What Is A Contract For Deed?

A contract for deed is a method that can be used to finance the purchase of a home without using a traditional lender such as a bank or mortgage financing company. These agreements are directly between the buyer and the seller, and payment terms can vary widely.

When entering into the contract for deed, both the buyer and the seller sign a contract agreeing upon payment terms. The seller finances the loan. During the loan repayment period, the buyer lives in the property, but the seller retains the title. 

Benefits of using a contract for deed

Easier qualifications

Many factors are taken into consideration when qualifying for a traditional mortgage. The borrower usually needs to have a good credit score and credit history. This requirement alone is enough to disqualify many people from qualifying for a mortgage. 

Another requirement is proof of income, such as pay stubs, tax records, and W-2s, as well as employment history. Buyers who receive cash payments for their work may have a difficult time proving their income. 

Finally, the buyer and seller may be able to agree on a lower down payment than the amount required with a traditional loan.

Lower costs

Since the buyer isn’t required to qualify for a contract for deed, many of the costs associated with a typical mortgage transaction aren’t applicable. For example, the buyer doesn’t have to pay for an inspection, an appraisal, or bank fees. The seller doesn’t have to pay a commission to a real estate agent, either. The buyer can still have the home inspected and appraised, but it isn’t required.

Time to close

Executing a contract for deed is quicker than a traditional mortgage due to the lack of red tape. Qualifying for a traditional mortgage and going through all the steps to close on a home can take several months, while a contract for deed can be completed in a single day.

Negatives of using a contract for deed

While this type of arrangement can have many benefits, there can be downfalls for both the buyer and the seller.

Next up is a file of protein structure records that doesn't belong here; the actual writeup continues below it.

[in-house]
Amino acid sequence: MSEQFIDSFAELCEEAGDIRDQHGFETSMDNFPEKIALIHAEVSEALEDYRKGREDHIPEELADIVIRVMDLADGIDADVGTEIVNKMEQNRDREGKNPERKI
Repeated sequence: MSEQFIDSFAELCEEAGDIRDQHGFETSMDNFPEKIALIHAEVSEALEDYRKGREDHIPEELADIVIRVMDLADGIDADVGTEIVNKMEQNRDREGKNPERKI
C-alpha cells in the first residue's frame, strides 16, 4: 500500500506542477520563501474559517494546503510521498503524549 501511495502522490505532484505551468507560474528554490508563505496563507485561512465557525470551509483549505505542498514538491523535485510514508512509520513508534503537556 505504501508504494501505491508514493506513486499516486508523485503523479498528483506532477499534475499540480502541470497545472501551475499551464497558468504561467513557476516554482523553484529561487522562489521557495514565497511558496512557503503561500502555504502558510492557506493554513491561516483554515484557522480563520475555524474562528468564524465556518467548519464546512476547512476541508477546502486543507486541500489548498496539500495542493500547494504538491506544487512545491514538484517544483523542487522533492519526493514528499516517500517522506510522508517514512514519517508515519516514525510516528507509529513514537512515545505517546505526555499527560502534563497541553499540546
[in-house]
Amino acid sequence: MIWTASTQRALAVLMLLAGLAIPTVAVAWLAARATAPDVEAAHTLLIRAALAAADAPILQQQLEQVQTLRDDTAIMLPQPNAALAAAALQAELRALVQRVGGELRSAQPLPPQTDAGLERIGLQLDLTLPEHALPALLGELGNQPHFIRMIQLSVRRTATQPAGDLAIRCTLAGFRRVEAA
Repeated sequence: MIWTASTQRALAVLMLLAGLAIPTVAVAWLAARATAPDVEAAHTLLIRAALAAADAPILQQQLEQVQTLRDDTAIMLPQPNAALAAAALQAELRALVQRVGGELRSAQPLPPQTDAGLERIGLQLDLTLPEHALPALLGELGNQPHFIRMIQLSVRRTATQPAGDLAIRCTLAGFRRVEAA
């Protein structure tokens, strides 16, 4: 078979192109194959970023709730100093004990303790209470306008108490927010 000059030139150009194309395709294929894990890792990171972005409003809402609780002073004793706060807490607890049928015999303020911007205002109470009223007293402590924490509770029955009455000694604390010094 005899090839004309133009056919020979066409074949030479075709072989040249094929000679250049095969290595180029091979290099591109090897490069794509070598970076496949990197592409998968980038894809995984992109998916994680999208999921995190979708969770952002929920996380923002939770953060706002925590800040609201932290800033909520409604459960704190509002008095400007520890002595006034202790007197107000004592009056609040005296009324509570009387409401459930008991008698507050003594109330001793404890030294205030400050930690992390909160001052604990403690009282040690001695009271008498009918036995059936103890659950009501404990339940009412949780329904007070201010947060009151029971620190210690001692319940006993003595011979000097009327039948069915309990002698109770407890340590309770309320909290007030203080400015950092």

Default on the deed

Traditional mortgages require several months to go through the foreclosure process. This gives the buyer ample time to try to pay back any missed payments and make the loan right with the bank to avoid foreclosure. However, with a contract for deed, the seller can repossess the property after only one or two missed payments. This can occur in as little as thirty to sixty days.

Even more alarming is the fact that, depending on the wording of the contract, the seller can keep the downpayment and all of the payments made on the property when the contract is voided due to missed payments. In a traditional mortgage arrangement, your loan payments would have been earning equity. This means you could still get at least some money back even if your home were foreclosed.

Property repairs and liens

Like a traditional mortgage, the buyer is responsible for all home repairs and maintenance. Coming up with the funds to pay for major repairs could be a hardship for buyers who have poor credit and struggled to qualify for a loan in the first place. 

Additionally, since the title remains in the seller’s name until the deed is completed, the seller has the ability to put liens against the property. Unlike a traditional mortgage, the buyer does not have the option of refinancing to gain a better rate or take equity out of the home.

Payment terms

Many contracts for deed have a large final payment at the end of the term. Typically, this is to allow the buyer to build up their credit score to qualify for a traditional mortgage at the end of the term. However, there is a possibility that the buyer may still not qualify for a conventional mortgage by the end of the term. They would be at risk of losing their home and all the payments they’ve made over the years.

A contract for deed can be a helpful way to allow those who can’t qualify for a traditional mortgage to buy a home. The process can be quicker and less expensive than a traditional mortgage. There are more risks involved with this type of contract, though, so be sure you fully understand the agreement before entering into it. Since laws vary from state to state, it may be good to sit down with a local real estate attorney to go over this type of contract before signing it.